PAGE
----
So yesterday Gordon Brown pledged to ban the plastic bag from Britain, and as you'd expect the Independent is very happy. The question I wonder is what they will replace them with? The two options on the table are reusable bags or paper bags (like they already use across much of America).
The problem with the first is that we already have reusable bags. They're called plastic bags. What's more, the assumption that we will all go to the supermarket and remember to take our bags is a bit weak. Sure, for a once a week shop perhaps we will, but what about the times we pop in because we suddenly remember we need something?
As for paper bags, it is worth remembering this. To produce a paper bag takes around five times the BTU (or joules if you're a metric nut) as it does to produce a plastic one. Virgin pulp is more often used than recycled pulp for strength purposes, so most new bags come from newly cut down trees which is... errr... bad for the environment right?
Then of course there is the pollution issue. Have you ever been near a paper mill? It stinks. That's because in order to produce paper products they have to use a vast number of chemcial pollutants that pump untold crap into the air as well as chemcial waste into the water supply (which is then cleaned out of course before we have to drink it). It's estimated that the air and water pollution of paper production vastly outstrips that of plastic production.
Of course, paper bags can be recycled, but then so can plastic bags. The advantage of plastic bag recycling is that you can make new plastic bags from old one. You can't do that with paper because the more you recycle the faster the quality of the paper as well its strength degrades. Buy some recycled toilet roll for someone with hemerroids and ask them to compare it with Andrex if you don't believe me.
What about the energy cost of recycling paper versus plastic? Well a paper bag will require around 1000 times the BTU as plastic bag will to recycle. The energy efficiency cost in recycling paper bags is around 90% more than that of plastic as a result.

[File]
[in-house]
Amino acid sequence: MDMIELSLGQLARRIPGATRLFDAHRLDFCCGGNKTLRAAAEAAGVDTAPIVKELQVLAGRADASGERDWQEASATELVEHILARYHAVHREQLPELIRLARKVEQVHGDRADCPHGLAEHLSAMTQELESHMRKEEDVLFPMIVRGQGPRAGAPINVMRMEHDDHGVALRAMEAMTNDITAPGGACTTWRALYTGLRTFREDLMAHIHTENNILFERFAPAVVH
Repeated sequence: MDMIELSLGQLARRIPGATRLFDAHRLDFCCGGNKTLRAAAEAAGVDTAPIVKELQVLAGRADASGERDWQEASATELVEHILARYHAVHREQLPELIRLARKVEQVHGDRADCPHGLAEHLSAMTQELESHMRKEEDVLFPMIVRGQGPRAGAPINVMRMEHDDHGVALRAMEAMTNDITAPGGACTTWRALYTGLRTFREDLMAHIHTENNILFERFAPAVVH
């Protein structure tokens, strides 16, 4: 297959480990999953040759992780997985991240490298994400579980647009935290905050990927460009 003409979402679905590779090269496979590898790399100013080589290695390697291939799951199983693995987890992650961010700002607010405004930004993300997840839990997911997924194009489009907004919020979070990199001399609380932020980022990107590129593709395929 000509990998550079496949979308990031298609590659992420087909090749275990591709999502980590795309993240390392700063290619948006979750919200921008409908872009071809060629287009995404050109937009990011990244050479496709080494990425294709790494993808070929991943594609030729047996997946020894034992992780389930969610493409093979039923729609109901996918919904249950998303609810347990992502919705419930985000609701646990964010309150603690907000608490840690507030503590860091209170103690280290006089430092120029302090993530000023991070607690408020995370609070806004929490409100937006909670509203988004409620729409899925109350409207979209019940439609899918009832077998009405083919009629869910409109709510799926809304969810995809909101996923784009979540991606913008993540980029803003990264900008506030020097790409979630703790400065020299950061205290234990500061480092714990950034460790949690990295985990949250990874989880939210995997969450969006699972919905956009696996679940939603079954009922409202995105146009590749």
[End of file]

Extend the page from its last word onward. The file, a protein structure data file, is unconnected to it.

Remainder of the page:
"But what about degradability!" I hear you cry. What about it? Paper bags and plastic bags are both degradable. Modern polymers have a lifetime of about 18 months in landfill, and they take up less space than paper bags do. Of course, paper is recycled more than plastic, so this point could be said to be moot.
The long and short of it seems to be this. Plastic bags are less damaging to the environment in total energy and pollution costs than paper ones. They don't require deforestation to make; they don't require increased air and water pollution in their production; their landfill cost is less; and their recycle energy usage is more efficient.
Instead of banning them - which sounds ever so green because they are "man made" and thus seem unnatural to the paper equivalent that comes from the earth - perhaps we should be sending out a stronger message that people either (a) reuse them, or (b) recycle them. Whilst we're at it, why don't we ban paper bags instead, they're the real killers of the planet surely?